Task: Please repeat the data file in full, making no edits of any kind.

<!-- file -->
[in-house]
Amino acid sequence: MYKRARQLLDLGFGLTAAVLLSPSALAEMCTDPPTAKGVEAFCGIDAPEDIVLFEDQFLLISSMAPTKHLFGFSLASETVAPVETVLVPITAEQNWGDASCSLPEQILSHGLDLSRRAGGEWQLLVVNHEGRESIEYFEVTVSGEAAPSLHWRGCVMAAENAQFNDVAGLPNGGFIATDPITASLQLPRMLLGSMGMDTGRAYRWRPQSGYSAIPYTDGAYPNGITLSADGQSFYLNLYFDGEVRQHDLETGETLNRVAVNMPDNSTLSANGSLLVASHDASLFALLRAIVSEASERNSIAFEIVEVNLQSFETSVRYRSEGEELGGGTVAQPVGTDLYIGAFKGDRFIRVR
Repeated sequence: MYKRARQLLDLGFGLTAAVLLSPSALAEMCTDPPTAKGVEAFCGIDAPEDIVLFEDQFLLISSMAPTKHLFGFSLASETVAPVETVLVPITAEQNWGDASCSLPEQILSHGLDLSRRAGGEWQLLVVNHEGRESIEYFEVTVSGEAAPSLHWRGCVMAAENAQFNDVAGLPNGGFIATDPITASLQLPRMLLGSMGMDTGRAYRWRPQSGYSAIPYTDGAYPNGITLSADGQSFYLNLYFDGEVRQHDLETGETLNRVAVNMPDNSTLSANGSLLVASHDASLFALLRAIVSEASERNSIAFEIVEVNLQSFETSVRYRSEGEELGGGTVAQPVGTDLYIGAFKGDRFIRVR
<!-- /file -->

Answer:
[in-house]
Amino acid sequence: MYKRARQLLDLGFGLTAAVLLSPSALAEMCTDPPTAKGVEAFCGIDAPEDIVLFEDQFLLISSMAPTKHLFGFSLASETVAPVETVLVPITAEQNWGDASCSLPEQILSHGLDLSRRAGGEWQLLVVNHEGRESIEYFEVTVSGEAAPSLHWRGCVMAAENAQFNDVAGLPNGGFIATDPITASLQLPRMLLGSMGMDTGRAYRWRPQSGYSAIPYTDGAYPNGITLSADGQSFYLNLYFDGEVRQHDLETGETLNRVAVNMPDNSTLSANGSLLVASHDASLFALLRAIVSEASERNSIAFEIVEVNLQSFETSVRYRSEGEELGGGTVAQPVGTDLYIGAFKGDRFIRVR
Repeated sequence: MYKRARQLLDLGFGLTAAVLLSPSALAEMCTDPPTAKGVEAFCGIDAPEDIVLFEDQFLLISSMAPTKHLFGFSLASETVAPVETVLVPITAEQNWGDASCSLPEQILSHGLDLSRRAGGEWQLLVVNHEGRESIEYFEVTVSGEAAPSLHWRGCVMAAENAQFNDVAGLPNGGFIATDPITASLQLPRMLLGSMGMDTGRAYRWRPQSGYSAIPYTDGAYPNGITLSADGQSFYLNLYFDGEVRQHDLETGETLNRVAVNMPDNSTLSANGSLLVASHDASLFALLRAIVSEASERNSIAFEIVEVNLQSFETSVRYRSEGEELGGGTVAQPVGTDLYIGAFKGDRFIRVR